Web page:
March Madness Mayhem

Madness is quickly approaching and every basketball enthusiast, player and coach is eagerly awaiting March 19th. March Madness is a 64-team playoff separated into four groups. Within each group, teams are ranked from one seed to 16 based on their performance in the regular season. Initially this may seem straightforward, but what may not be widely known is that there is an average of 12.4 upsets, underdog victories, every year.

Every year, millions of people fill out a bracket for the NCAA tournament. No one has gotten a verifiably perfect bracket in the 85-year history of March Madness—it’s safe to say the odds are most definitely not in anyone’s favor. There is a one in 9,223,372,036,854,775,808 chance to predict a perfect bracket solely from guessing or flipping a coin. The odds are slightly more in your favor if you know a thing or two about basketball with a 1 in 120.2 billion chance. Although it’s virtually impossible to fill out a perfect bracket, millions take a shot at it every year. In fact, a total of 15.5 billion dollars was bet during last year’s tournament.

Small schools greatly look forward to this month because by winning their conference, even in lower-level divisions, they are given an opportunity to play in the tournament, typically as a 15 or 16 seed. In March Madness history of the 1v16 matchups, the one-seed teams have won two times and lost 130. The two upsets occurred when Fairleigh Dickinson University (FDU) defeated Purdue and the University of Maryland Baltimore County (UMBC) defeated Virginia.

March Madness games generate substantial revenue for the colleges, even after three weeks of televised game time. The FDU athletic department was losing nearly $4 million with a comparatively lower budget of roughly $14 million. But with the win against Purdue, the school’s funds skyrocketed. With the increase in revenue, they were able to renovate seven locker rooms, open a new weight room, and add 101 new athletes to their roster, up from 246 during the 2018-19 season.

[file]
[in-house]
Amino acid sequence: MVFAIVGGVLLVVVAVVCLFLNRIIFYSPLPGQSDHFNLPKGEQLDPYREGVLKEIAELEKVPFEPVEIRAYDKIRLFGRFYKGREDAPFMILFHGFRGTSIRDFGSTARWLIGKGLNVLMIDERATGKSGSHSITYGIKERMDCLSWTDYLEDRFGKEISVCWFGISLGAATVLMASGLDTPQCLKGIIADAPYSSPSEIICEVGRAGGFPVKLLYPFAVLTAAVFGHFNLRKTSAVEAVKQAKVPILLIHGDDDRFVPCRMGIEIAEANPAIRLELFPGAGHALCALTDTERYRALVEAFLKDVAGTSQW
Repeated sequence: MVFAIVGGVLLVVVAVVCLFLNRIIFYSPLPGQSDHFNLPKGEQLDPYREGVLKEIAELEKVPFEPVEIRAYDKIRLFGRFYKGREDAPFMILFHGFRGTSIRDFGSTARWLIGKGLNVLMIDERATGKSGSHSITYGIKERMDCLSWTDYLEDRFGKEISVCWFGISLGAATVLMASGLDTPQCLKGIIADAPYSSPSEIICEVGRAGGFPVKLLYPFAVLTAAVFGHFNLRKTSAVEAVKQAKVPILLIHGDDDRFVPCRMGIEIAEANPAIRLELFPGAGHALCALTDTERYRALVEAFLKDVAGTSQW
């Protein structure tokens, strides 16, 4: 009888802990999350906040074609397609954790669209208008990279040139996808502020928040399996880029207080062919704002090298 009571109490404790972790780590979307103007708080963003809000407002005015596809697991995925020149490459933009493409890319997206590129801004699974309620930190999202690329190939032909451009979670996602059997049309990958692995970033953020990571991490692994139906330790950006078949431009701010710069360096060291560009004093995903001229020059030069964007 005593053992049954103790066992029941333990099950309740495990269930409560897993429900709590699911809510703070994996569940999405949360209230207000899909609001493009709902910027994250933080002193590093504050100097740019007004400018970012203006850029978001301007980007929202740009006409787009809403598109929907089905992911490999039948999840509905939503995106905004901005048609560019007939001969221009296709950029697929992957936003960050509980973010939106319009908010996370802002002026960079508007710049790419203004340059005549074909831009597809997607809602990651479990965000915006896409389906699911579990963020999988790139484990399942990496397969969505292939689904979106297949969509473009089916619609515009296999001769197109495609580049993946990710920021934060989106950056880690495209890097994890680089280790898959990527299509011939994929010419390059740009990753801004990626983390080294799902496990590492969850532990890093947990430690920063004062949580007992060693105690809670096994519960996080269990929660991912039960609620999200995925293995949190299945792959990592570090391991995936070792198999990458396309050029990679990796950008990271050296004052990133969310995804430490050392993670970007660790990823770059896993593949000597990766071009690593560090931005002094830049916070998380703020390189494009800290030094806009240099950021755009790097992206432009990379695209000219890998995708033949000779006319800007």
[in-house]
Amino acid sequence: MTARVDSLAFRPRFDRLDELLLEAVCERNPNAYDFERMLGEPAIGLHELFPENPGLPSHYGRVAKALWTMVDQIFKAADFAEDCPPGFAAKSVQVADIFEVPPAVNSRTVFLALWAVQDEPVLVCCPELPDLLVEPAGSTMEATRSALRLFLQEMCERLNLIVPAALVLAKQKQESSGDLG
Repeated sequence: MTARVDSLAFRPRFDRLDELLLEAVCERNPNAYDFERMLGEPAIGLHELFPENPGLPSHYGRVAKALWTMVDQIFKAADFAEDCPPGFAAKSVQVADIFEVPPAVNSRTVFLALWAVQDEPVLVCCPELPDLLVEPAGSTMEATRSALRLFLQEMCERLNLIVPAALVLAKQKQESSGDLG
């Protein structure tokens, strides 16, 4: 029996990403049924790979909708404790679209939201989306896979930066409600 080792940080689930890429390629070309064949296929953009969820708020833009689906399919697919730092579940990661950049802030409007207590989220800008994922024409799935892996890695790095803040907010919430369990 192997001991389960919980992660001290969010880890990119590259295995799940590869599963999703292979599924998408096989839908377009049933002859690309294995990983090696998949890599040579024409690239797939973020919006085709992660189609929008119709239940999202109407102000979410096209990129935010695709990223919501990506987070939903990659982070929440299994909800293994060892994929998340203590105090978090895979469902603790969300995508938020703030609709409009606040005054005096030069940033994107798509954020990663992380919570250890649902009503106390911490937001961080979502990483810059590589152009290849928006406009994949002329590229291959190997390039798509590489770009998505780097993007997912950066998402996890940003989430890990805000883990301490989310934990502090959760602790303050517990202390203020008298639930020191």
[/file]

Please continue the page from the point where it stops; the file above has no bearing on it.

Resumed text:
Due to March Madness’ massive viewership, players are able to showcase their elite performances and effectively put their names on the map. Some of the most notable names in basketball, like Kemba Walker and Stephen Curry, become the athletes they are today through their unparalleled plays. Last year, Indiana player Trayce Jackson-Davis’ draft stock skyrocketed after becoming the first player in NCAA tournament history to record a 20 points, 10 rebounds, five blocks and five assists game. He continued to display the full force of his athleticism in a game against Miami, where he scored 23 points, grabbed eight rebounds, blocked five shots and dished out an assist. Yet another March Madness success story is that of UCLA Guards Jaime Jaquez Jr. and Johnny Juzang. The duo boosted their stock and became star players on a final-four team by securing a Cinderella run, an unexpected win by a low-seeded team.

Now it wouldn’t do justice to March Madness history without mentioning when the 11-seed Loyola Chicago made it to the final four, which was, without a doubt, the most magical Cinderella run of them all. The Loyola Ramblers’ success earned $8.5 million for their 10-team Missouri Valley Conference to be paid by the NCAA over the next six years. Since their 2018 Cinderella run, the team gained much popularity and caused another upset in 2021.

As we have seen throughout March Madness history, the outcome is never guaranteed. So while you prepare your bracket, keep in mind that a Cinderella run could very well be on the horizon.